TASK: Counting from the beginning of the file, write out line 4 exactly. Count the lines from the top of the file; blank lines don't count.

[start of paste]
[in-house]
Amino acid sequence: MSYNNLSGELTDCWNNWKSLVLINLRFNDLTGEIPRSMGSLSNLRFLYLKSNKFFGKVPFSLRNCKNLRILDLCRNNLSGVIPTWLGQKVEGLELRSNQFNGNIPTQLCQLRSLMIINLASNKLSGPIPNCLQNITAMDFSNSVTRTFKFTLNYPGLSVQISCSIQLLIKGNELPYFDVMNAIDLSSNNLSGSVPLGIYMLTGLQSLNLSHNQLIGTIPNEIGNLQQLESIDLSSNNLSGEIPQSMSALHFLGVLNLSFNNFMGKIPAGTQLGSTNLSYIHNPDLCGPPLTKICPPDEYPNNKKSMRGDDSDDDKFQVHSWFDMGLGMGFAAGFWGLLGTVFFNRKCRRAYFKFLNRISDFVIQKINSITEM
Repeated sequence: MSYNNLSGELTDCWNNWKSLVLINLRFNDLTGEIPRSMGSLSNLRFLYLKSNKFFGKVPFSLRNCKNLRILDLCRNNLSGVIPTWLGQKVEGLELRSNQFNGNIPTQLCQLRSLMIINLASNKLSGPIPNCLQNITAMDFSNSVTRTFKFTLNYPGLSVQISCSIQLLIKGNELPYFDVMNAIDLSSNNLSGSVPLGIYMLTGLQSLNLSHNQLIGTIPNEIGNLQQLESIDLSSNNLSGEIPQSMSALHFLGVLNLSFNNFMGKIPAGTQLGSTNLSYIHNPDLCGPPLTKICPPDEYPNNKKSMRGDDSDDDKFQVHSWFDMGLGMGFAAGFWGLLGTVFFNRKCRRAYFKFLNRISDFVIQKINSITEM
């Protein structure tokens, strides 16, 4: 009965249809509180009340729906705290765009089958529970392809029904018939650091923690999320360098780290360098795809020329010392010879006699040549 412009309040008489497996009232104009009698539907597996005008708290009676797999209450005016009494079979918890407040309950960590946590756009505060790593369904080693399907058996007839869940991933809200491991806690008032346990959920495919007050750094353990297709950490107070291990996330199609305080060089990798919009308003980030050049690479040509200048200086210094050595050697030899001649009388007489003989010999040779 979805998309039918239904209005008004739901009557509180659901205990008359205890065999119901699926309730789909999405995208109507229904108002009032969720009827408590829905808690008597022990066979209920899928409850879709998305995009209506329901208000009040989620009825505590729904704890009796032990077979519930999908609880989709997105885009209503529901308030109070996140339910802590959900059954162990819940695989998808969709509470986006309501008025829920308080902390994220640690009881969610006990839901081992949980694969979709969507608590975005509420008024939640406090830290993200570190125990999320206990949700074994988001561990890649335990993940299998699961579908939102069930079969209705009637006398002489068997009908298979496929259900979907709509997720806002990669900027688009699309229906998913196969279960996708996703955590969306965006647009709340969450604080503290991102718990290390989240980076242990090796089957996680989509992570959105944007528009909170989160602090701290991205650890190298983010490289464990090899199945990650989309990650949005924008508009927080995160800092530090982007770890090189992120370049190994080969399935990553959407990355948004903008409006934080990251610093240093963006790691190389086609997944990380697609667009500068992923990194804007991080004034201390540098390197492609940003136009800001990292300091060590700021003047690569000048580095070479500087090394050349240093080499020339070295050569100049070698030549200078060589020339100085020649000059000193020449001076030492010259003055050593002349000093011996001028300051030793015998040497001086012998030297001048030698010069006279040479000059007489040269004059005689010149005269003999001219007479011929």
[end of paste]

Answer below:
């Protein structure tokens, strides 16, 4: 009965249809509180009340729906705290765009089958529970392809029904018939650091923690999320360098780290360098795809020329010392010879006699040549 412009309040008489497996009232104009009698539907597996005008708290009676797999209450005016009494079979918890407040309950960590946590756009505060790593369904080693399907058996007839869940991933809200491991806690008032346990959920495919007050750094353990297709950490107070291990996330199609305080060089990798919009308003980030050049690479040509200048200086210094050595050697030899001649009388007489003989010999040779 979805998309039918239904209005008004739901009557509180659901205990008359205890065999119901699926309730789909999405995208109507229904108002009032969720009827408590829905808690008597022990066979209920899928409850879709998305995009209506329901208000009040989620009825505590729904704890009796032990077979519930999908609880989709997105885009209503529901308030109070996140339910802590959900059954162990819940695989998808969709509470986006309501008025829920308080902390994220640690009881969610006990839901081992949980694969979709969507608590975005509420008024939640406090830290993200570190125990999320206990949700074994988001561990890649335990993940299998699961579908939102069930079969209705009637006398002489068997009908298979496929259900979907709509997720806002990669900027688009699309229906998913196969279960996708996703955590969306965006647009709340969450604080503290991102718990290390989240980076242990090796089957996680989509992570959105944007528009909170989160602090701290991205650890190298983010490289464990090899199945990650989309990650949005924008508009927080995160800092530090982007770890090189992120370049190994080969399935990553959407990355948004903008409006934080990251610093240093963006790691190389086609997944990380697609667009500068992923990194804007991080004034201390540098390197492609940003136009800001990292300091060590700021003047690569000048580095070479500087090394050349240093080499020339070295050569100049070698030549200078060589020339100085020649000059000193020449001076030492010259003055050593002349000093011996001028300051030793015998040497001086012998030297001048030698010069006279040479000059007489040269004059005689010149005269003999001219007479011929």